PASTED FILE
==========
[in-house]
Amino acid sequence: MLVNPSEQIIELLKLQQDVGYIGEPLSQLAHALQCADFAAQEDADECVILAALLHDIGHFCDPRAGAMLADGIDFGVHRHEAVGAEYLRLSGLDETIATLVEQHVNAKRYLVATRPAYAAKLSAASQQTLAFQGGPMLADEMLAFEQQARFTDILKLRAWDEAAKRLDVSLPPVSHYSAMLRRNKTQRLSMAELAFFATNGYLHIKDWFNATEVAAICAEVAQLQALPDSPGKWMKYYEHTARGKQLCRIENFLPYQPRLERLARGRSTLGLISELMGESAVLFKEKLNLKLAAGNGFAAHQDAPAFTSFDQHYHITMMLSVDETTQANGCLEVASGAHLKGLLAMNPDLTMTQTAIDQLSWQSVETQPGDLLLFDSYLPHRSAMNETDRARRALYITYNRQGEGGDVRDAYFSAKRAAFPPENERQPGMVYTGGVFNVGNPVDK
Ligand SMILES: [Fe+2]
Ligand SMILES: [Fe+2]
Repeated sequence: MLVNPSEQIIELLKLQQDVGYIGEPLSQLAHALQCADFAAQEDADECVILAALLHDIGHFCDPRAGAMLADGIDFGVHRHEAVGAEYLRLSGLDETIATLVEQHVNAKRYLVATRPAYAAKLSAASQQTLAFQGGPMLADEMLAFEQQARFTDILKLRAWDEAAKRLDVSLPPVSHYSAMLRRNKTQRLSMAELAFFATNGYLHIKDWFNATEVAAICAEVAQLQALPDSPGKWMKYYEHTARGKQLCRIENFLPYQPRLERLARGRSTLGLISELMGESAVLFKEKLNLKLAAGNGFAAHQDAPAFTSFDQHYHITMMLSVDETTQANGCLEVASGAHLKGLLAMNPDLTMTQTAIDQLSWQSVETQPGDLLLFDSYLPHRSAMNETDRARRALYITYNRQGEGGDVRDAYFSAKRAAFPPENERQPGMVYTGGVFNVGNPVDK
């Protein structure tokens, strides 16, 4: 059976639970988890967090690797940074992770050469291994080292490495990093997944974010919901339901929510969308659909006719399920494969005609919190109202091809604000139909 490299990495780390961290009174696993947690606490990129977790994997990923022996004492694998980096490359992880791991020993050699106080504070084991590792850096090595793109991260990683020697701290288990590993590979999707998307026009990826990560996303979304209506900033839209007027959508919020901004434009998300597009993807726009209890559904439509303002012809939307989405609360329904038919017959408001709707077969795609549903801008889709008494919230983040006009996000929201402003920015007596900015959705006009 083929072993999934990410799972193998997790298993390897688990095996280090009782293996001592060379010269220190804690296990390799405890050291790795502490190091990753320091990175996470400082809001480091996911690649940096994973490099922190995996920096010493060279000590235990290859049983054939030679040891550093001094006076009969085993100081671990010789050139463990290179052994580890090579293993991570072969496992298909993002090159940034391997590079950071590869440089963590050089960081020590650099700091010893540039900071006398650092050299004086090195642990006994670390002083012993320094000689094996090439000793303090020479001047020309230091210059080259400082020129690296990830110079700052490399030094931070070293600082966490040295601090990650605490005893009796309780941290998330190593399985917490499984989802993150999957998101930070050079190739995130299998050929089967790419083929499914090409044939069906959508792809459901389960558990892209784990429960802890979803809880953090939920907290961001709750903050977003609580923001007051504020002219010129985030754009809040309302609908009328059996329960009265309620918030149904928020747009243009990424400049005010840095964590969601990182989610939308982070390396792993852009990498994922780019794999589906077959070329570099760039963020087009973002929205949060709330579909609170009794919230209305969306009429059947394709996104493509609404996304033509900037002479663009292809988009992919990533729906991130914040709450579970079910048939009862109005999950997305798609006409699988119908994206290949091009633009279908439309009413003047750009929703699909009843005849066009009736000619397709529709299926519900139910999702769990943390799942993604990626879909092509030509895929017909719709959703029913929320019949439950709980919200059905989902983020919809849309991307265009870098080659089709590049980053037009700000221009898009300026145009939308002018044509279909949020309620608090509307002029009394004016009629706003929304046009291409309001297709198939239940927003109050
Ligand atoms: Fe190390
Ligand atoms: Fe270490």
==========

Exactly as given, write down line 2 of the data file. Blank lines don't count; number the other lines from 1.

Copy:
Amino acid sequence: MLVNPSEQIIELLKLQQDVGYIGEPLSQLAHALQCADFAAQEDADECVILAALLHDIGHFCDPRAGAMLADGIDFGVHRHEAVGAEYLRLSGLDETIATLVEQHVNAKRYLVATRPAYAAKLSAASQQTLAFQGGPMLADEMLAFEQQARFTDILKLRAWDEAAKRLDVSLPPVSHYSAMLRRNKTQRLSMAELAFFATNGYLHIKDWFNATEVAAICAEVAQLQALPDSPGKWMKYYEHTARGKQLCRIENFLPYQPRLERLARGRSTLGLISELMGESAVLFKEKLNLKLAAGNGFAAHQDAPAFTSFDQHYHITMMLSVDETTQANGCLEVASGAHLKGLLAMNPDLTMTQTAIDQLSWQSVETQPGDLLLFDSYLPHRSAMNETDRARRALYITYNRQGEGGDVRDAYFSAKRAAFPPENERQPGMVYTGGVFNVGNPVDK